Green… everywhere… Sometimes it’s hard to picture it now that I spend most of every year in the desert.
July 2006: I was nearing the top of the M hiking trail in Bozeman, watching a thunderhead roll over the still snow-capped mountains in the distance. The sparsely populated valley below me was so damn beautiful it almost hurt. The sight made my heart ache with a kind of nostalgia for the present, a feeling of total satisfaction, colored by a subtle awareness of the inevitable fading of summer.
This moment stands out in my memory, because it was then… seconds before I reached my hiking destination that I decided – after years of internal turmoil – that I had to find a way to stay true to the voice that was trying to come out, even if it meant that my music never had the commercial appeal I was seeking.
As a teenager writing songs in my bedroom, I had dreamed of singing to sold-out stadiums, of Grammys and number ones, of “making it” in the major label superstar sense. I had studied pop writing endlessly, learned the chord progressions and melody tricks of big hits, attended seminars that cost most of what I made in a year. I was committed.
Over the years that followed, I started to notice that the kinds of songs on the radio that catered to the middle of the mass audience bell curve were rarely able to get under my skin emotionally. And I had gotten into this business to move people. I had it in my head that I needed to search for a universal theme, get to the chorus fast, raise the stakes in the second verse… everything that hit songs did. But I kept feeling like the truth was missing from the end result.
The internal battle started when I got out a copy of Jagged Little Pill by Alanis Morrisette during my senior year of high school. I had loved the record as a kid, but I had never understood it the way I did as a budding songwriter. It was profound, heavy, raw, real, and most of all… it was just so damn likeable. It followed many of the conventions of pop writing, while avoiding the false shine of most radio fodder. It was staggeringly brilliant. It woke me up to possibility. That record had been a massive hit, but it had also been a real expression of something. That combination is rare. I wanted to crack the code.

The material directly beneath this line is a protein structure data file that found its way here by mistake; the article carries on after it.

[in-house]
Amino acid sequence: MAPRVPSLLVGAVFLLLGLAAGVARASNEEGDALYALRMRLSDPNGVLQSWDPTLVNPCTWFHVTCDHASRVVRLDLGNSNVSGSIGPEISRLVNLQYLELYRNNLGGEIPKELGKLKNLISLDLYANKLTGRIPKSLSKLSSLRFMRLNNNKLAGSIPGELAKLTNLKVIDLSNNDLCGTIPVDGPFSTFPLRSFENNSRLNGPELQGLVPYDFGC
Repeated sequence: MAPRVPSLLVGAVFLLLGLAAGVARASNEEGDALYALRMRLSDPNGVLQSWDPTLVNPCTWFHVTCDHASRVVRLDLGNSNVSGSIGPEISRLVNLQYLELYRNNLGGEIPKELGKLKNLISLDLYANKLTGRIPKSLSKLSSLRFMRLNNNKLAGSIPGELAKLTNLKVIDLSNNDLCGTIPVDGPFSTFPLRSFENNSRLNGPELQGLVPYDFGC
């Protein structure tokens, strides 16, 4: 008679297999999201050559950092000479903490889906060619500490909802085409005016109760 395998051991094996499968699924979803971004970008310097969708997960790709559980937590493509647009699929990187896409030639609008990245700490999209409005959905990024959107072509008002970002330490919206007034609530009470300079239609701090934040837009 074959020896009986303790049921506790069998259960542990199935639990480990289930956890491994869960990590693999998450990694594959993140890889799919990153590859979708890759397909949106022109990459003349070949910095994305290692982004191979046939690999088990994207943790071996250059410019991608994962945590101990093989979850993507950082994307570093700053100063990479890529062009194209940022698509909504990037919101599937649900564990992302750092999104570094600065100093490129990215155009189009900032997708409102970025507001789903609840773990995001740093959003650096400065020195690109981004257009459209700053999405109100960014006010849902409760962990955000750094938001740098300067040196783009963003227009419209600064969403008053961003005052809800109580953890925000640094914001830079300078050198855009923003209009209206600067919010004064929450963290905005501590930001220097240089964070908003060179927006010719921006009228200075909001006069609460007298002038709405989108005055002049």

But… I was eighteen and hoping for stardom, and that hope outweighed my desire to express myself honestly. “Maybe I can start with pop and move on to what I really love later… after I’ve made it into that world.” I thought… so I kept running east looking for a sunset. I dug in and tried even harder to write music that “worked.” I shopped demos to anybody who would promise to pass them on. Now and then I got a rejection. Most of the time, I never heard back.
I started playing gigs with my material and calling friends to beg them to show up so I didn’t feel so silly singing my heart out in front of eight people at a coffee shop. I built walls around my music so I would stop feeling crushed every time someone ignored me or wrote me off. And all the way through that process, I was feeling little urges to forget the whole damn package and just figure out what I wanted to say… and say it.
Then the moment arrived at the top of the M in 2006. It hit me like a ton of bricks. I had gotten into music to move people, but also to express things that everybody felt, in a way that was unique to me. What was the point of writing music if I was just trying to copy what worked?
I literally ran down the mountain to begin my new life. It felt incredible. I would be starting over… new music… new direction… new feelings finally letting themselves be expressed on the blank page.
It’s funny looking back at the journey, because I can see how terrified I was of actually following through. Most of the songs I wrote over the next five years were still only tentative steps in that direction. People started liking them more as they got truer to the emotion I was trying to talk about, but I still felt a strong pull toward convention. Whenever I did something weird, I would think: “you can’t do that” even if I loved it. It was a real battle against the fear that no one would like the real me… but it was slowly changing.
I wrote my first song that was truly outside my comfort zone in 2011, and a funny thing happened. People LOVED it. It was unreal to me because it was five minutes long and it didn’t sound anything like what I had done before. It opened more doors for me in six months than my entire catalog had opened in the preceding ten years. I wondered why I hadn’t done it sooner.
But that’s the wild part. As Steve Jobs so wisely said in his Stanford commencement address: “You can’t connect the dots looking forward, you can only connect them looking backward.” Would my free expression of emotion have been in any way meaningful if I hadn’t spent years honing the craft of songwriting? Can you really break the rules if you don’t understand them? Or is there always brilliance in what appears to be drudgery?
I’m fairly certain that I know the answers to those questions. I NEEDED those seemingly wasted years… I would have nothing to offer without them. Life so often looks like a series of miracles when we look back. The connections between seemingly random events that lead us to exactly where we are… can boggle the mind. Some moments stand out, like the moment I decided to start searching for my real voice. Some moments are only vague memories, and I’m sure that the significance of some of the most meaningful moments is never known.
I’m thrilled with the journey. I can see that every stop along the way was a meaningful dot in a half-formed mosaic. I’m still inching closer to my unique voice. And I have to remind myself every day of the millions of dots that are bound to connect in the unknowable future.